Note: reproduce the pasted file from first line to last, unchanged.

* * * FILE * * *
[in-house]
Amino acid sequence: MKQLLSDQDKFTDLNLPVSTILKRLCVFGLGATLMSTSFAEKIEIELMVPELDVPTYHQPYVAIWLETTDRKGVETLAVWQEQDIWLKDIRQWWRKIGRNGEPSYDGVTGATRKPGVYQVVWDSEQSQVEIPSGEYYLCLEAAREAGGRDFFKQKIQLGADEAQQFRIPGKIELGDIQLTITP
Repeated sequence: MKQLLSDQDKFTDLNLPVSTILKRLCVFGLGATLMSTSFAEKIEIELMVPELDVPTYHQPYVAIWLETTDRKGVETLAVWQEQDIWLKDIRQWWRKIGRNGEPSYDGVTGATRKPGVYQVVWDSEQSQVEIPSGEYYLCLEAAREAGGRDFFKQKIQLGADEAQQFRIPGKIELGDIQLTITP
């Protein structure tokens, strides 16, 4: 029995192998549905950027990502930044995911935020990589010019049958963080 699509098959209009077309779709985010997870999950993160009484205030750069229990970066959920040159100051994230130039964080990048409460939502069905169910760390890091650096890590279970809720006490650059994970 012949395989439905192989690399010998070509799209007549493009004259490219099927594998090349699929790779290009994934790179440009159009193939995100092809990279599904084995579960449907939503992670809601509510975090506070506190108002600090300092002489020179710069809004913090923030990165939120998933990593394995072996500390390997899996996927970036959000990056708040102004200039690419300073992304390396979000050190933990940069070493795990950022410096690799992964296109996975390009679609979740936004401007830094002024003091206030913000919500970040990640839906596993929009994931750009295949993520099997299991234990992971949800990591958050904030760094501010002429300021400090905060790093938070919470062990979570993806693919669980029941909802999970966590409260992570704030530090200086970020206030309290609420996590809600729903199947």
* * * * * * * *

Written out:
[in-house]
Amino acid sequence: MKQLLSDQDKFTDLNLPVSTILKRLCVFGLGATLMSTSFAEKIEIELMVPELDVPTYHQPYVAIWLETTDRKGVETLAVWQEQDIWLKDIRQWWRKIGRNGEPSYDGVTGATRKPGVYQVVWDSEQSQVEIPSGEYYLCLEAAREAGGRDFFKQKIQLGADEAQQFRIPGKIELGDIQLTITP
Repeated sequence: MKQLLSDQDKFTDLNLPVSTILKRLCVFGLGATLMSTSFAEKIEIELMVPELDVPTYHQPYVAIWLETTDRKGVETLAVWQEQDIWLKDIRQWWRKIGRNGEPSYDGVTGATRKPGVYQVVWDSEQSQVEIPSGEYYLCLEAAREAGGRDFFKQKIQLGADEAQQFRIPGKIELGDIQLTITP
């Protein structure tokens, strides 16, 4: 029995192998549905950027990502930044995911935020990589010019049958963080 699509098959209009077309779709985010997870999950993160009484205030750069229990970066959920040159100051994230130039964080990048409460939502069905169910760390890091650096890590279970809720006490650059994970 012949395989439905192989690399010998070509799209007549493009004259490219099927594998090349699929790779290009994934790179440009159009193939995100092809990279599904084995579960449907939503992670809601509510975090506070506190108002600090300092002489020179710069809004913090923030990165939120998933990593394995072996500390390997899996996927970036959000990056708040102004200039690419300073992304390396979000050190933990940069070493795990950022410096690799992964296109996975390009679609979740936004401007830094002024003091206030913000919500970040990640839906596993929009994931750009295949993520099997299991234990992971949800990591958050904030760094501010002429300021400090905060790093938070919470062990979570993806693919669980029941909802999970966590409260992570704030530090200086970020206030309290609420996590809600729903199947």